One month before the release of the European Action Plan for the Social Economy, the President and the Director of SEE, Juan Antonio Pedreño and Víctor Meseguer, reflect on the state of play, the challenges and opportunities; and take the opportunity to share some ‘final’ inputs.
The release of the European Action Plan for the Social Economy by the European Commission is foreseen on Wednesday 8 December 2021: less than a month, if all goes as foreseen.
As recently announced by Commissioners Schmit and Breton, the Action Plan will be accompanied by -at least- a working document -the Social Economy & Proximity Transition Pathways– aiming to kick-start a conversation and actions on the key transformations for the social economy ecosystem in the next 10 years.
From SEE, we have been working and advocating for this ambitious initiative since the European Elections of 2014 (seven years ago!), and we have done it alongside our members, the European Parliament’s Social Economy Intergroup, the EESC, the Committee of the Regions, and a growing number of Member States that believe in the social economy as driver of economic and social progress; among other key stakeholders. Of course, in all fairness, we have also shared this adventure with the European Commission, its political leadership, and its services in DGs Employment and GROW.
The last weeks have been especially rich in inputs to the Social Economy Action Plan. On the October 7th the Social Economy Intergroup gathered in San Sebastian to discuss about Social Economy as Industrial Ecosystem, the full report of the event including its main conclusions and contributions from the Commissioners, MEPs, national and regional policy makers, and stakeholders, is available here. On October 12 and 13 we also travelled to Ljubljana (Slovenia) to participate in the ActSE2021 Conference, organised by our friend and partners Tadej Slapnik, Nena Dokuzov and Primož Šporar, among many other national and EU stakeholders. In Ljubljana, we also held the first edition of the European Social Economy Awards, a successful and very enriching adventure that we will replicate in the second semester of 2023.
Of course, there is much more. Some days ago the Social Democrats in the European Parliament, through its Progressive Society, launched the report The Great Shift aiming to transit to sustainable well-being in Europe. The report contains a section on social economy (pp.109-111) as a lever for sustainable and fair transitions. It calls on the Commission to make sure the Social Economy Action Plan is aligned with current challenges, such as the need to collect and develop better social economy statistics; improve the attractiveness of careers in the social economy (a sector which appeal to the EU’s younger generations), and to facilitate social economy trans-national operations and alliances in the Single Market. Beyond this, the Great Shift report proposes to strengthen the Commission’s units working on social economy in the DGs EMPL and GROW, to include the social economy as an essential part of the EU’s sustainable social finance taxonomy; to support the digitalisation of social economy enterprises; and to foster collaboration between traditional businesses and the social economy community. On November 4, together with the Union for the Mediterranean, CEPES and GIZ (German Development Agency), we also explored how the Social Economy Action Plan can serve to support the development of the social economy at global level and particularly in the southern neighbourhood, building cooperation between the south and the north of the Mediterranean Sea, at the UfM Workshop Towards a New Social Economy Agenda for a sustainable and inclusive Mediterranean.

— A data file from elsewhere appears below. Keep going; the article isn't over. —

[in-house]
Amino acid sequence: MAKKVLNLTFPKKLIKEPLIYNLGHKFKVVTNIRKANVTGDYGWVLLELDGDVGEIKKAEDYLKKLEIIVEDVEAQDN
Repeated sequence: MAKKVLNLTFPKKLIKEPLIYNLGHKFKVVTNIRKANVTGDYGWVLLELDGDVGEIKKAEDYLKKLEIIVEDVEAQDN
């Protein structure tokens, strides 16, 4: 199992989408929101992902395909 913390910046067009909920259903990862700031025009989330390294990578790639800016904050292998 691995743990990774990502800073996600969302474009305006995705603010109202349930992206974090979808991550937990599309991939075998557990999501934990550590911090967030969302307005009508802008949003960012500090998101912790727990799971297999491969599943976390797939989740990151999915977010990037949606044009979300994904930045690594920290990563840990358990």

The European Action Plan for the Social Economy is not the end, nor an end in itself, it is actually the beginning of renewed and strengthened EU policy agenda in to support the scale up of the Social Economy in Europe and beyond, and to continue mainstreaming the social economy in key EU policies and structured dialogues as: the Industrial Strategy, the Pact for Skills, the European Pillar of Social Rights, the Social Taxonomy, Social Dialogue, the InvestEU, the Recovery and Resilience Plans and so on and so forth.
As both Commissioners -Schmit and Breton- stressed in the Social Economy Intergroup in San Sebastian; to achieve these objectives, to scale up the social economy and make sure that our enterprises and organisations can be the protagonists of fair transitions, all hands are needed! Let’s continue working, growing, transforming and building a better future.
Juan Antonio Pedreño and Víctor Meseguer.
President and Director of SEE.